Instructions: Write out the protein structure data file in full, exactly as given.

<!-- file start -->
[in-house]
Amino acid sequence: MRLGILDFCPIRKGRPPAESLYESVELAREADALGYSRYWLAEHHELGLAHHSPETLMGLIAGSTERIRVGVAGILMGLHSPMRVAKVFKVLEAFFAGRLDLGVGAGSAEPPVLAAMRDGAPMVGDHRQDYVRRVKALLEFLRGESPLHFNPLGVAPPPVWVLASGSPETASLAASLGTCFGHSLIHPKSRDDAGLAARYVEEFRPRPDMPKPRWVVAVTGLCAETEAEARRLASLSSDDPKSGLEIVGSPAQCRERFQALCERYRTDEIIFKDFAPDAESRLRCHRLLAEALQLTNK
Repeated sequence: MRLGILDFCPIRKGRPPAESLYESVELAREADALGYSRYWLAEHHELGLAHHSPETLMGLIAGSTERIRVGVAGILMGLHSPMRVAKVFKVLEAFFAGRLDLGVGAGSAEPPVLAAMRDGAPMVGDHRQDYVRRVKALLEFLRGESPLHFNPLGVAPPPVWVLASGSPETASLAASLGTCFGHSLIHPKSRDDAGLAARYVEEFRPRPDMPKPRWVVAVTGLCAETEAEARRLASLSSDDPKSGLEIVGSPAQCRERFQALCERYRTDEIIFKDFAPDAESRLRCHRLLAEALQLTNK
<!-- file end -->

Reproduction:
[in-house]
Amino acid sequence: MRLGILDFCPIRKGRPPAESLYESVELAREADALGYSRYWLAEHHELGLAHHSPETLMGLIAGSTERIRVGVAGILMGLHSPMRVAKVFKVLEAFFAGRLDLGVGAGSAEPPVLAAMRDGAPMVGDHRQDYVRRVKALLEFLRGESPLHFNPLGVAPPPVWVLASGSPETASLAASLGTCFGHSLIHPKSRDDAGLAARYVEEFRPRPDMPKPRWVVAVTGLCAETEAEARRLASLSSDDPKSGLEIVGSPAQCRERFQALCERYRTDEIIFKDFAPDAESRLRCHRLLAEALQLTNK
Repeated sequence: MRLGILDFCPIRKGRPPAESLYESVELAREADALGYSRYWLAEHHELGLAHHSPETLMGLIAGSTERIRVGVAGILMGLHSPMRVAKVFKVLEAFFAGRLDLGVGAGSAEPPVLAAMRDGAPMVGDHRQDYVRRVKALLEFLRGESPLHFNPLGVAPPPVWVLASGSPETASLAASLGTCFGHSLIHPKSRDDAGLAARYVEEFRPRPDMPKPRWVVAVTGLCAETEAEARRLASLSSDDPKSGLEIVGSPAQCRERFQALCERYRTDEIIFKDFAPDAESRLRCHRLLAEALQLTNK